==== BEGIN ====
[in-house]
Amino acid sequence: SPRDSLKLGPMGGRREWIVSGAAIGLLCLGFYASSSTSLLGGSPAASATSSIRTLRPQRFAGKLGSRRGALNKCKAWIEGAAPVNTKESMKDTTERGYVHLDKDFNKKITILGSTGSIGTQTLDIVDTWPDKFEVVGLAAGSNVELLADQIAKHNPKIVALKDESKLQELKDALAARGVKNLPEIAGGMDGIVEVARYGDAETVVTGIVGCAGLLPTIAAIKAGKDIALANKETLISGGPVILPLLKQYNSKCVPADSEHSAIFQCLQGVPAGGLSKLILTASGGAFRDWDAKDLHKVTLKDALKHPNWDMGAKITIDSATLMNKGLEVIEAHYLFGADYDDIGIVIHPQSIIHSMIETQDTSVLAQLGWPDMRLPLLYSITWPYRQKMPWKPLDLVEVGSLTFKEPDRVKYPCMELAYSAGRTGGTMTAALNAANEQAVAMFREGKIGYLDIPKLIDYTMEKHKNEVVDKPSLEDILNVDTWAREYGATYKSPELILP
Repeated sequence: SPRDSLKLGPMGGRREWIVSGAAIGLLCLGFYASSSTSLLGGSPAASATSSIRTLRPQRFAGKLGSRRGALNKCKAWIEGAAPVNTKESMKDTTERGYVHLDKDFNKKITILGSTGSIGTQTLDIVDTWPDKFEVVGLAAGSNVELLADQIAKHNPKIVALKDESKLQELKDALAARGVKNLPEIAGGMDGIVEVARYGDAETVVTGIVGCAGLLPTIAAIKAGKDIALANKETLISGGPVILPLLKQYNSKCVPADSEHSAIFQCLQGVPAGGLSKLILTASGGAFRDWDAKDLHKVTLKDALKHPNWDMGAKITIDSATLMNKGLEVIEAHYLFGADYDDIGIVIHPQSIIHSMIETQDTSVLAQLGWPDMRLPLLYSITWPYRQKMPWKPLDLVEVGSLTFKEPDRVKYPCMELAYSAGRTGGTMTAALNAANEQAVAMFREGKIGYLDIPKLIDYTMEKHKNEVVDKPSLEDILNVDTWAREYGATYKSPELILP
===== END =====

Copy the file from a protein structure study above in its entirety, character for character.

[in-house]
Amino acid sequence: SPRDSLKLGPMGGRREWIVSGAAIGLLCLGFYASSSTSLLGGSPAASATSSIRTLRPQRFAGKLGSRRGALNKCKAWIEGAAPVNTKESMKDTTERGYVHLDKDFNKKITILGSTGSIGTQTLDIVDTWPDKFEVVGLAAGSNVELLADQIAKHNPKIVALKDESKLQELKDALAARGVKNLPEIAGGMDGIVEVARYGDAETVVTGIVGCAGLLPTIAAIKAGKDIALANKETLISGGPVILPLLKQYNSKCVPADSEHSAIFQCLQGVPAGGLSKLILTASGGAFRDWDAKDLHKVTLKDALKHPNWDMGAKITIDSATLMNKGLEVIEAHYLFGADYDDIGIVIHPQSIIHSMIETQDTSVLAQLGWPDMRLPLLYSITWPYRQKMPWKPLDLVEVGSLTFKEPDRVKYPCMELAYSAGRTGGTMTAALNAANEQAVAMFREGKIGYLDIPKLIDYTMEKHKNEVVDKPSLEDILNVDTWAREYGATYKSPELILP
Repeated sequence: SPRDSLKLGPMGGRREWIVSGAAIGLLCLGFYASSSTSLLGGSPAASATSSIRTLRPQRFAGKLGSRRGALNKCKAWIEGAAPVNTKESMKDTTERGYVHLDKDFNKKITILGSTGSIGTQTLDIVDTWPDKFEVVGLAAGSNVELLADQIAKHNPKIVALKDESKLQELKDALAARGVKNLPEIAGGMDGIVEVARYGDAETVVTGIVGCAGLLPTIAAIKAGKDIALANKETLISGGPVILPLLKQYNSKCVPADSEHSAIFQCLQGVPAGGLSKLILTASGGAFRDWDAKDLHKVTLKDALKHPNWDMGAKITIDSATLMNKGLEVIEAHYLFGADYDDIGIVIHPQSIIHSMIETQDTSVLAQLGWPDMRLPLLYSITWPYRQKMPWKPLDLVEVGSLTFKEPDRVKYPCMELAYSAGRTGGTMTAALNAANEQAVAMFREGKIGYLDIPKLIDYTMEKHKNEVVDKPSLEDILNVDTWAREYGATYKSPELILP